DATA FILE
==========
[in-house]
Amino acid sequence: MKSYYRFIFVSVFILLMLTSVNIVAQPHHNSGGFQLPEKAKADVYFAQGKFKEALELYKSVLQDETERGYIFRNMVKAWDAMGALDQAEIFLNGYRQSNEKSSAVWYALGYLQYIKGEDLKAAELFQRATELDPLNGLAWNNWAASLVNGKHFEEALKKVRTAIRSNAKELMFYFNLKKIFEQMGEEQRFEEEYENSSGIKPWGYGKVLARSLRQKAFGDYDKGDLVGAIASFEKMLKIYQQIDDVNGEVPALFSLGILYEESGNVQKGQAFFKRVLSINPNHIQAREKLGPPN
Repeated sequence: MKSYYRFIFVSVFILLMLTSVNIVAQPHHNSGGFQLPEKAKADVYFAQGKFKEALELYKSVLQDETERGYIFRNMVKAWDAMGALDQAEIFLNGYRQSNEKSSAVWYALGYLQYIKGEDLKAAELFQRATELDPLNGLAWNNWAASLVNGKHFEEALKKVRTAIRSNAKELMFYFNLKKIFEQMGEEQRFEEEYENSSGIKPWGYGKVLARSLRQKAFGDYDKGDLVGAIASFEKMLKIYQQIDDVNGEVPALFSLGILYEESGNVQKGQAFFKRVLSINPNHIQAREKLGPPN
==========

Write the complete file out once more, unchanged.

[in-house]
Amino acid sequence: MKSYYRFIFVSVFILLMLTSVNIVAQPHHNSGGFQLPEKAKADVYFAQGKFKEALELYKSVLQDETERGYIFRNMVKAWDAMGALDQAEIFLNGYRQSNEKSSAVWYALGYLQYIKGEDLKAAELFQRATELDPLNGLAWNNWAASLVNGKHFEEALKKVRTAIRSNAKELMFYFNLKKIFEQMGEEQRFEEEYENSSGIKPWGYGKVLARSLRQKAFGDYDKGDLVGAIASFEKMLKIYQQIDDVNGEVPALFSLGILYEESGNVQKGQAFFKRVLSINPNHIQAREKLGPPN
Repeated sequence: MKSYYRFIFVSVFILLMLTSVNIVAQPHHNSGGFQLPEKAKADVYFAQGKFKEALELYKSVLQDETERGYIFRNMVKAWDAMGALDQAEIFLNGYRQSNEKSSAVWYALGYLQYIKGEDLKAAELFQRATELDPLNGLAWNNWAASLVNGKHFEEALKKVRTAIRSNAKELMFYFNLKKIFEQMGEEQRFEEEYENSSGIKPWGYGKVLARSLRQKAFGDYDKGDLVGAIASFEKMLKIYQQIDDVNGEVPALFSLGILYEESGNVQKGQAFFKRVLSINPNHIQAREKLGPPN